Superconductor meteorite discovered for the first time
New Delhi : For the first time in history, scientists have discovered naturally occurring superconducting meteorite in the space.
The discovery has proven that the meteorites can be much more than just debris that falls out from the sky. With this, the window has opened to explore the opportunity of finding possible extraterrestrial proteins, minerals we've never encountered, and materials older than the Solar System itself.
Superconductivity is a set of physical properties that ensures 'perfect' electrical conductivity in material, meaning all electrical resistance inside the material vanishes, among other effects. This phenomenon has been rarely seen in natural materials.
The scientists, who have claimed that things are very different in the space, believe that the meteorites could be good candidates for finding naturally formed superconducting materials forged in the strangeness of space. The only problem is, previous searches have never identified any such superconducting compounds.
In a new study led by researchers from UC San Diego, scientists investigated fragments from 15 different meteorites, using a technique called magnetic field modulated microwave spectroscopy to detect traces of superconductivity inside the samples.
They got two hits: one, in an iron meteorite called Mundrabilla, one of the largest meteorites ever found, which was discovered in Australia in 1911; the other, a rare ureilite meteorite called GRA 95205, located in Antarctica a quarter-century ago.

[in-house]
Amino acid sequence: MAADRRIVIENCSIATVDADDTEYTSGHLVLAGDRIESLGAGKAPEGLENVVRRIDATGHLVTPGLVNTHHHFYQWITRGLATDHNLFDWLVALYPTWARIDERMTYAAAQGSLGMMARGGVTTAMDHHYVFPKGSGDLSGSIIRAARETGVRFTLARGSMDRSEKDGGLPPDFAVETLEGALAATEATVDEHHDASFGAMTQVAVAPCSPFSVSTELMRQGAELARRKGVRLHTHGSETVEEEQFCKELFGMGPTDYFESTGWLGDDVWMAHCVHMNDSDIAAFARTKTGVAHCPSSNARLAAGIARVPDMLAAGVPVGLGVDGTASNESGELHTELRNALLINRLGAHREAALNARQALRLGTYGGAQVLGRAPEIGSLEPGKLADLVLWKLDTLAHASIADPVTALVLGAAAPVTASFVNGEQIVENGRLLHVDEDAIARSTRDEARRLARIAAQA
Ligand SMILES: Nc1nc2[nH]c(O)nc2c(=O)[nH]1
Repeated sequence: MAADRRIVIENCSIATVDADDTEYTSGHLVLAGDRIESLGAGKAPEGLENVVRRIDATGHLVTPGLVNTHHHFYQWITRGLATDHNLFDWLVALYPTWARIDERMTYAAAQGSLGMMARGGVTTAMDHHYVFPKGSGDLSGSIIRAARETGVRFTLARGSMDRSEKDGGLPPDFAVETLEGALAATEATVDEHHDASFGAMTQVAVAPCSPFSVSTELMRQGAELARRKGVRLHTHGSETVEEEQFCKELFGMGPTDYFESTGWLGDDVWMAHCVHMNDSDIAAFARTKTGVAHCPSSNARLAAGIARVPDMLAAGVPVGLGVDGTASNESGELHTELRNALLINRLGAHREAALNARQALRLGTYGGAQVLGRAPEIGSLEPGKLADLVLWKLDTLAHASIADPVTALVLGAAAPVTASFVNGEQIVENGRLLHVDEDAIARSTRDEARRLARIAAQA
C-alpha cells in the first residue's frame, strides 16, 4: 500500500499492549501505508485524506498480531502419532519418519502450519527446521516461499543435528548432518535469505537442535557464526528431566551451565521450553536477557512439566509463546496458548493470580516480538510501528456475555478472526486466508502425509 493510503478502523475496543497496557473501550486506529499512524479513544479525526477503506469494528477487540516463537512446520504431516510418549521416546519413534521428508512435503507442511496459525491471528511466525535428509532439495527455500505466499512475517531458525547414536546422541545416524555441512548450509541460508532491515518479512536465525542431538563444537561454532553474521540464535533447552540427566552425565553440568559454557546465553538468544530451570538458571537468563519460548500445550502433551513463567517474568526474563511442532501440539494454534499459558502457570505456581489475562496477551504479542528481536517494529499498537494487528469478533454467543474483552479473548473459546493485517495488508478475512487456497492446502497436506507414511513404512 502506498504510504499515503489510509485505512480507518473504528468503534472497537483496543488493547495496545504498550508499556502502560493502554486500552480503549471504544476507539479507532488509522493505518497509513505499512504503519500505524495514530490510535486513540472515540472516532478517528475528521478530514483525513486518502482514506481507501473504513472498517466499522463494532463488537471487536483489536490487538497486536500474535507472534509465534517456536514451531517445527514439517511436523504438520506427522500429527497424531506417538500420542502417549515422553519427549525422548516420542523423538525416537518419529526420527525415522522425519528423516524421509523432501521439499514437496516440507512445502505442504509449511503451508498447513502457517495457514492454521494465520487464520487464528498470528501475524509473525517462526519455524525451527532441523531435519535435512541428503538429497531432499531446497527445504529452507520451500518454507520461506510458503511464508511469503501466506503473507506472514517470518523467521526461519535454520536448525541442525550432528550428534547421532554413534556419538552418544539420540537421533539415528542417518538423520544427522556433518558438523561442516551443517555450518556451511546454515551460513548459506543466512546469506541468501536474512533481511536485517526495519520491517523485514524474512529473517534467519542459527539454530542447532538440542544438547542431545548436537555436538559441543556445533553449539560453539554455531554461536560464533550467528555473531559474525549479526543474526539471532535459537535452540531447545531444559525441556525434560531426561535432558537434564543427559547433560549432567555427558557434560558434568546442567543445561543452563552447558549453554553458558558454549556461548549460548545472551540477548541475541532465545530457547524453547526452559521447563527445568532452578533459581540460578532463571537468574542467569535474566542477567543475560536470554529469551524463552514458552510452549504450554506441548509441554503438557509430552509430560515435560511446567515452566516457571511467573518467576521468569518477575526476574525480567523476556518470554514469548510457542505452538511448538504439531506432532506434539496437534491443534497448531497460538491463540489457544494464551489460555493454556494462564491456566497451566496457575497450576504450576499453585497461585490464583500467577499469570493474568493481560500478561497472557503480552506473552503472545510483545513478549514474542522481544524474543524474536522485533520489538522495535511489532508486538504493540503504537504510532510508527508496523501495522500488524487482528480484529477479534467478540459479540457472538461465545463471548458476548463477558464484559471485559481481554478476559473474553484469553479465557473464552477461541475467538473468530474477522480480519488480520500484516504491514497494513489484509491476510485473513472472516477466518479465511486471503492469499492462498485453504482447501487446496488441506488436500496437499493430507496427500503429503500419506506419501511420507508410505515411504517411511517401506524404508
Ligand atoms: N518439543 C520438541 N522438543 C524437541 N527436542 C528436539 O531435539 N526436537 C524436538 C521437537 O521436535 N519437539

"Naturally occurring superconductive materials are unusual, but they are particularly significant because these materials could be superconducting in extraterrestrial environments," says physicist and nanoscientist James Wampler.
"These measurements and analysis identified the likely phases as alloys of lead, indium, and tin."
"Even the simplest superconducting mineral, lead, is only rarely found naturally in its native form, and, to our knowledge, there are no previous reports of natural lead samples superconducting," the authors explain in their paper.
"In fact, we are only aware of one previous report of superconductivity in natural materials, in the mineral covellite."
The findings are reported in PNAS.